This is the 164th #WILTW
I came close to starting this piece by making a fundamental error. I was going to discuss how the ‘case’ of Charlie Gard is a tragedy. A tragedy it is, but to describe it as a case does no justice to anyone involved in this heartbreaking situation.
It is events like this that demonstrate the fragility of social media as a communication mechanism. All sides involved, most importantly the parents, but also the professionals (medical and legal), organisations and national bodies passionately believe in Charlie’s best interests. There are no monsters. There is sadly a lack of humanity, not from those who are involved, but from those who feel they have a right to judge, berate and decide what’s best for a situation in which few can comprehend the moral and ethical dilemmas at play.
Although undergraduate training has adapted to some of these changes, the postgraduate world needs to embrace the changing roles and skills needed by medical professionals of the next century.
Many of the current processes of testing competence rely on the doctor making the correct diagnostic decisions. But testing pure factual knowledge and clinical examination has been recognised as a poor surrogate for future clinician performance. To be fair, examinations necessary to become a Consultant or General Practitioner almost certainly also include complex cases involving ethics or challenging communication. But Dr. Morgan I think correctly highlights the difference between being able to answer difficult questions about a case, and being able to ask the right questions about a difficult case.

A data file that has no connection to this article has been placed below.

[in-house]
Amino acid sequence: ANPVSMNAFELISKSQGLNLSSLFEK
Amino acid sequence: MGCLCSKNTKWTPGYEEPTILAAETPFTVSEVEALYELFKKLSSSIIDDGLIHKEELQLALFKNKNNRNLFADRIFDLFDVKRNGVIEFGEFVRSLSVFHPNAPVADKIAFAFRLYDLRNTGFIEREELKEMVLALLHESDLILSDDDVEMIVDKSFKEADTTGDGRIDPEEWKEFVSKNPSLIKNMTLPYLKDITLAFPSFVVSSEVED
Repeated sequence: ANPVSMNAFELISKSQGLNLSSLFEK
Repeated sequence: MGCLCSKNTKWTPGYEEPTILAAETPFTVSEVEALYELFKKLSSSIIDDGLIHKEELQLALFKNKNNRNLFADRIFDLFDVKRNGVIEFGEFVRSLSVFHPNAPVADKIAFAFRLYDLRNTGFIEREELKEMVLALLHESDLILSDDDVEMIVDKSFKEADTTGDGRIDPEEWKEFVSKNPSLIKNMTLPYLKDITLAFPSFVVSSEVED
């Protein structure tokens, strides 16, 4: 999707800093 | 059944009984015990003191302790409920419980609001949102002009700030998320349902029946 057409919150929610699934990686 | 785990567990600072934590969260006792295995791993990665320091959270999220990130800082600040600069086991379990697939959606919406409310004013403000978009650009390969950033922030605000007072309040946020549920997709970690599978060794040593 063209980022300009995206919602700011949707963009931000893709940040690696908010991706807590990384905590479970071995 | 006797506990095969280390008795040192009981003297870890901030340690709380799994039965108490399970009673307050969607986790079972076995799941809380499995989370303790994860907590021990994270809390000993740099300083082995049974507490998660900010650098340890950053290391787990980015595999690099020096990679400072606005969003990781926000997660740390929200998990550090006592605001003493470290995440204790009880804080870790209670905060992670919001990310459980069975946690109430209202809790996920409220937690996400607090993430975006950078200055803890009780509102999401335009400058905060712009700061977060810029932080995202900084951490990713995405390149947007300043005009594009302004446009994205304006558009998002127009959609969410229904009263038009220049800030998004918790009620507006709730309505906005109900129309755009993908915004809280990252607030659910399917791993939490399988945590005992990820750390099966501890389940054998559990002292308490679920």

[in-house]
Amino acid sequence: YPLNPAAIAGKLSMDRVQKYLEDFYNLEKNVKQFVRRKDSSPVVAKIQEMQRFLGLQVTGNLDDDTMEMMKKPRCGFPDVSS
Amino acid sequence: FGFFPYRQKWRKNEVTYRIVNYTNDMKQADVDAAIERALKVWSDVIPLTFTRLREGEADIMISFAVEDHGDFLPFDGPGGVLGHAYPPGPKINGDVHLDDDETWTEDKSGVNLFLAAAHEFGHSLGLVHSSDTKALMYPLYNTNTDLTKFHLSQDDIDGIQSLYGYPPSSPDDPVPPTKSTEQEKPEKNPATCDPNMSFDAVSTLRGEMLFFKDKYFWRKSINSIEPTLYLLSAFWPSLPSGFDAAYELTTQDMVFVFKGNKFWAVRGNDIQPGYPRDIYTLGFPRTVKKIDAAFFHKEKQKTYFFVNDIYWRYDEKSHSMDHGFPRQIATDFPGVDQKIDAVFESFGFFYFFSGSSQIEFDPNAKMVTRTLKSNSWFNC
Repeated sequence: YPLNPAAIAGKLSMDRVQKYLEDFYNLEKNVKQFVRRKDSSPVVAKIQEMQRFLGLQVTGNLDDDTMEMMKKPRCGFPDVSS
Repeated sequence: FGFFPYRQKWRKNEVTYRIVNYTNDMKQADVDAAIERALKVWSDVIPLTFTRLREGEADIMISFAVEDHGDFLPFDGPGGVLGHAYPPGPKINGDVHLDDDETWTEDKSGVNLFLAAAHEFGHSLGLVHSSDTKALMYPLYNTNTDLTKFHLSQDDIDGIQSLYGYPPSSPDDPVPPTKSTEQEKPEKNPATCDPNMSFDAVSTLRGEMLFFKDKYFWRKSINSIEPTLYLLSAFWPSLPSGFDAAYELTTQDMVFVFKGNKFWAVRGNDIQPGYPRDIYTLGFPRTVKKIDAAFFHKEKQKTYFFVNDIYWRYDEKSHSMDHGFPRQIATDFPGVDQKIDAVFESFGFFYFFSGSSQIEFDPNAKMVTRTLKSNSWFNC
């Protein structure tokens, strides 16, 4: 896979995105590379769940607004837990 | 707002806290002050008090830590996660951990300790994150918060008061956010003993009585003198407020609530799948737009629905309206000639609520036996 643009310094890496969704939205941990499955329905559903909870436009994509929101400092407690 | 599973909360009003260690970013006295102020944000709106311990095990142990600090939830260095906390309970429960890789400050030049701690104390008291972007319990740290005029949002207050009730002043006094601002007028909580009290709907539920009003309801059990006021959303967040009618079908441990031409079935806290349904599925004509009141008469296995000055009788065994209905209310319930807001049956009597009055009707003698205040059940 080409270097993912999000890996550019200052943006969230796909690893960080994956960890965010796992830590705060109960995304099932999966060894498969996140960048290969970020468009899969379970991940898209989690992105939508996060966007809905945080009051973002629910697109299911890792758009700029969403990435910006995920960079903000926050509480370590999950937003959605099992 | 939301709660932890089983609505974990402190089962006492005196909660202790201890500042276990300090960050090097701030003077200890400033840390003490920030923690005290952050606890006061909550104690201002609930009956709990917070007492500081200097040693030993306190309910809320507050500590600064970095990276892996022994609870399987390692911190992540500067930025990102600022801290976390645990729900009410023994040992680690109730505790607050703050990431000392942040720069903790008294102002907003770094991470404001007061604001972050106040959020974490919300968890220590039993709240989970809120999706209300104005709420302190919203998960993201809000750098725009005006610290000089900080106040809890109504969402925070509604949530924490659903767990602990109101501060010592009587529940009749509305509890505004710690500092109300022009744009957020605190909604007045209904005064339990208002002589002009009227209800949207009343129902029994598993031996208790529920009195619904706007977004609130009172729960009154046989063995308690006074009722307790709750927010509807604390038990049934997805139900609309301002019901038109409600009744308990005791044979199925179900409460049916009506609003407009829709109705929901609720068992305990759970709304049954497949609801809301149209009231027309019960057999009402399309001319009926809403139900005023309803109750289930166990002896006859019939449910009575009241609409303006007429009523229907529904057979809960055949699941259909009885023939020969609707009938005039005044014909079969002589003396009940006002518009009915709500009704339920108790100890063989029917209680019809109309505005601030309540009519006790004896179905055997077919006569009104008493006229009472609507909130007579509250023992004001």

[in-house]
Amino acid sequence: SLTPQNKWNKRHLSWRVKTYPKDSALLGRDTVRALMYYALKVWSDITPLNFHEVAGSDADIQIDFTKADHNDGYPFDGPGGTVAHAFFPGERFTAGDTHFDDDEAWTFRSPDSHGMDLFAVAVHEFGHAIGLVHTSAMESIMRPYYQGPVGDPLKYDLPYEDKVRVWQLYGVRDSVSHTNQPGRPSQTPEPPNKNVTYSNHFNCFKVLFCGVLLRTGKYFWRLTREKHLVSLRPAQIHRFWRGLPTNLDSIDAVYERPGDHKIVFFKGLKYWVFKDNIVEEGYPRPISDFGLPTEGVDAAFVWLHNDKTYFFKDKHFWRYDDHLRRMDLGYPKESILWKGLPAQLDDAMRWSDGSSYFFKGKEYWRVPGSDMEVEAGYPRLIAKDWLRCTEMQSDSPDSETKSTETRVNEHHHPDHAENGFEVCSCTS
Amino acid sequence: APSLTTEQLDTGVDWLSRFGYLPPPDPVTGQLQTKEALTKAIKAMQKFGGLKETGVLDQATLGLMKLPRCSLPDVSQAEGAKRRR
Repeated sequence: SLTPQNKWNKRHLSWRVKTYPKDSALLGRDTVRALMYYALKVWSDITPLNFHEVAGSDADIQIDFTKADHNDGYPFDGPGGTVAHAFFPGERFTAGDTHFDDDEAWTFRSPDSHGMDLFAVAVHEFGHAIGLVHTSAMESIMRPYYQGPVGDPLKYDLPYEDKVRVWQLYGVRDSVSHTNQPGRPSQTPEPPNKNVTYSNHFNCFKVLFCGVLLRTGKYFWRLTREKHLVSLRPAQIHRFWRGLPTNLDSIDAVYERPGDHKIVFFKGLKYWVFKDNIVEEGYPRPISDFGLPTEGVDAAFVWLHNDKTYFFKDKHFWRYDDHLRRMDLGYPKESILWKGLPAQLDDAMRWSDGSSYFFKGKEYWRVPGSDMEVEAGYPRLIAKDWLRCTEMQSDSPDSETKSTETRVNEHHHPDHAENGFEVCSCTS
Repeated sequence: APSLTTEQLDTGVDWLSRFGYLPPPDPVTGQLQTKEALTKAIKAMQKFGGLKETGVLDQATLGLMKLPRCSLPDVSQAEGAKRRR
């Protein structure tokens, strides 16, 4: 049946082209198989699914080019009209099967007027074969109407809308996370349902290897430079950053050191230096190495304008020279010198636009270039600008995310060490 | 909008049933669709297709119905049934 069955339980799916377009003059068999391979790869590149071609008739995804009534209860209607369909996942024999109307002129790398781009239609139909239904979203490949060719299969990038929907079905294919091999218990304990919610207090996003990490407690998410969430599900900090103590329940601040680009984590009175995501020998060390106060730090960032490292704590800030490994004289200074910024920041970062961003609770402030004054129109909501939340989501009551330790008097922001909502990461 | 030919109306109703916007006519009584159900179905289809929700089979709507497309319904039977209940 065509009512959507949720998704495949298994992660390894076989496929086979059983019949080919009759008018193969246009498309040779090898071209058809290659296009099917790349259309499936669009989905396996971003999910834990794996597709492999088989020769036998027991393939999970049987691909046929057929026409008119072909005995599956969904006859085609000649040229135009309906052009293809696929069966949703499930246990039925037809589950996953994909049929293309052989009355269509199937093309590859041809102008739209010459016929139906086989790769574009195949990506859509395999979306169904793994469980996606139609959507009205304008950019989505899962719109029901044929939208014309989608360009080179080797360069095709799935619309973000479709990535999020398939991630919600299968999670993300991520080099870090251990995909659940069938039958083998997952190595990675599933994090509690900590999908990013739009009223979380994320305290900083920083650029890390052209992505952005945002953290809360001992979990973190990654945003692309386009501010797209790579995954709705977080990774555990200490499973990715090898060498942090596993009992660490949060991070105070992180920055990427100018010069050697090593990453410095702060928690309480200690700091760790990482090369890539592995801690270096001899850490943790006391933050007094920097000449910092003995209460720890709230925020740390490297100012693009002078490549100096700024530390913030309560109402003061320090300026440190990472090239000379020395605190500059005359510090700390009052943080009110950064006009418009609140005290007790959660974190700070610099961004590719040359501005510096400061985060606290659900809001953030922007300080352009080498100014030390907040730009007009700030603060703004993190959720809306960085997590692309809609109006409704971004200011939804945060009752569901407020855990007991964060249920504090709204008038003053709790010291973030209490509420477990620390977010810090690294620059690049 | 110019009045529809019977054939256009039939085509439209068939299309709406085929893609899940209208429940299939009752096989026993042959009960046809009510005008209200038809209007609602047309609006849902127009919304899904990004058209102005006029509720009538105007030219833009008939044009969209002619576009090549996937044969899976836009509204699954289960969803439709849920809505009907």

He identifies while it is almost certain the use of artificial intelligence in medicine will grow, it is difficult (currently) to see how a data led approach to diagnosis can deal with grey medicine.
The challenge, increasingly, is to understand:
Not, what is the definitive cause of a symptom but what definitely isn’t the cause of it…?¹
Not, how do I treat this, but should I…?
Not what are the consequences of my decision now, but what might they be in the future…?
While ever cleverer computer algorithms, imaging devices and cutting edge diagnostic technologies will improve processes in medicine we must ensure that our underlying principles of practice remain true.
I am certain the doctors and nurses caring for Charlie Gard have used every tool at their disposal to investigate and treat him. I am also sure they have been equally diligent in exploring all the ethical and moral dilemmas exposed. To not do so would be leaving medicine in the hands of computer programmes which may well reduce patients to ‘cases’ to treat rather than people to care for.
What have you learning this week? #WILTW
- This topic was explored in “If you know what its not, is it ok to not know what it is?“